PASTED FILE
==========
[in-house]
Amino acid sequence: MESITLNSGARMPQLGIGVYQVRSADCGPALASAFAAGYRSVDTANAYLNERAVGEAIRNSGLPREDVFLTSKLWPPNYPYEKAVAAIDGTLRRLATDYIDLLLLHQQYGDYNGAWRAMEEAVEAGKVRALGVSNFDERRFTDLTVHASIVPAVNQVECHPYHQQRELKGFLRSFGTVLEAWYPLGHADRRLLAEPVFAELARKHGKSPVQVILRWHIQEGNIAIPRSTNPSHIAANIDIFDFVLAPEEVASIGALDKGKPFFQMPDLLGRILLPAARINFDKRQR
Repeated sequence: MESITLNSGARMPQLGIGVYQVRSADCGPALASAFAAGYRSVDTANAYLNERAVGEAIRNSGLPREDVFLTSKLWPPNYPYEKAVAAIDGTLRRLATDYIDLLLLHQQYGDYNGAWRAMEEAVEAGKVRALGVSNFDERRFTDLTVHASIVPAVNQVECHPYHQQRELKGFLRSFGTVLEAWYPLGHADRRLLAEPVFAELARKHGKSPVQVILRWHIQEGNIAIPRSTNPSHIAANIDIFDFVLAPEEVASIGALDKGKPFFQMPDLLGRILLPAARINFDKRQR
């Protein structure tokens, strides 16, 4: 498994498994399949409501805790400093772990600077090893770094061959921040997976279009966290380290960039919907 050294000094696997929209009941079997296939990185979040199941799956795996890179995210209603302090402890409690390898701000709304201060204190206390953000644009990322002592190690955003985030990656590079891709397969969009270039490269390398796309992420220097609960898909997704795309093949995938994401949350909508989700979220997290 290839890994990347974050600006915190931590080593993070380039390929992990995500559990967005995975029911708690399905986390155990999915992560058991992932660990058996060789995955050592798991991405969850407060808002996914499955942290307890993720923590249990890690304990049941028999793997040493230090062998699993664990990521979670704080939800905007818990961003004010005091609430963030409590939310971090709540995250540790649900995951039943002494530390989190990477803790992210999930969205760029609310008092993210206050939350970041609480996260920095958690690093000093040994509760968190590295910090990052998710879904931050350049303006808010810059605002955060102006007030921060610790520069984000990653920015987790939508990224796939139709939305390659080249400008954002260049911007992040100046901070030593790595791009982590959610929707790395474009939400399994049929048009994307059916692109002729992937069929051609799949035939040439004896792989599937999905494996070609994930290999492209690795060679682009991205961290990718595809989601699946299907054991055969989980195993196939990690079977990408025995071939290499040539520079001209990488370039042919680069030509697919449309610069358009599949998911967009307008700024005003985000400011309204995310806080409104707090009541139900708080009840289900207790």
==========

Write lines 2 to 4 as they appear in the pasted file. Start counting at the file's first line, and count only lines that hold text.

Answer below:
Amino acid sequence: MESITLNSGARMPQLGIGVYQVRSADCGPALASAFAAGYRSVDTANAYLNERAVGEAIRNSGLPREDVFLTSKLWPPNYPYEKAVAAIDGTLRRLATDYIDLLLLHQQYGDYNGAWRAMEEAVEAGKVRALGVSNFDERRFTDLTVHASIVPAVNQVECHPYHQQRELKGFLRSFGTVLEAWYPLGHADRRLLAEPVFAELARKHGKSPVQVILRWHIQEGNIAIPRSTNPSHIAANIDIFDFVLAPEEVASIGALDKGKPFFQMPDLLGRILLPAARINFDKRQR
Repeated sequence: MESITLNSGARMPQLGIGVYQVRSADCGPALASAFAAGYRSVDTANAYLNERAVGEAIRNSGLPREDVFLTSKLWPPNYPYEKAVAAIDGTLRRLATDYIDLLLLHQQYGDYNGAWRAMEEAVEAGKVRALGVSNFDERRFTDLTVHASIVPAVNQVECHPYHQQRELKGFLRSFGTVLEAWYPLGHADRRLLAEPVFAELARKHGKSPVQVILRWHIQEGNIAIPRSTNPSHIAANIDIFDFVLAPEEVASIGALDKGKPFFQMPDLLGRILLPAARINFDKRQR
């Protein structure tokens, strides 16, 4: 498994498994399949409501805790400093772990600077090893770094061959921040997976279009966290380290960039919907 050294000094696997929209009941079997296939990185979040199941799956795996890179995210209603302090402890409690390898701000709304201060204190206390953000644009990322002592190690955003985030990656590079891709397969969009270039490269390398796309992420220097609960898909997704795309093949995938994401949350909508989700979220997290 290839890994990347974050600006915190931590080593993070380039390929992990995500559990967005995975029911708690399905986390155990999915992560058991992932660990058996060789995955050592798991991405969850407060808002996914499955942290307890993720923590249990890690304990049941028999793997040493230090062998699993664990990521979670704080939800905007818990961003004010005091609430963030409590939310971090709540995250540790649900995951039943002494530390989190990477803790992210999930969205760029609310008092993210206050939350970041609480996260920095958690690093000093040994509760968190590295910090990052998710879904931050350049303006808010810059605002955060102006007030921060610790520069984000990653920015987790939508990224796939139709939305390659080249400008954002260049911007992040100046901070030593790595791009982590959610929707790395474009939400399994049929048009994307059916692109002729992937069929051609799949035939040439004896792989599937999905494996070609994930290999492209690795060679682009991205961290990718595809989601699946299907054991055969989980195993196939990690079977990408025995071939290499040539520079001209990488370039042919680069030509697919449309610069358009599949998911967009307008700024005003985000400011309204995310806080409104707090009541139900708080009840289900207790």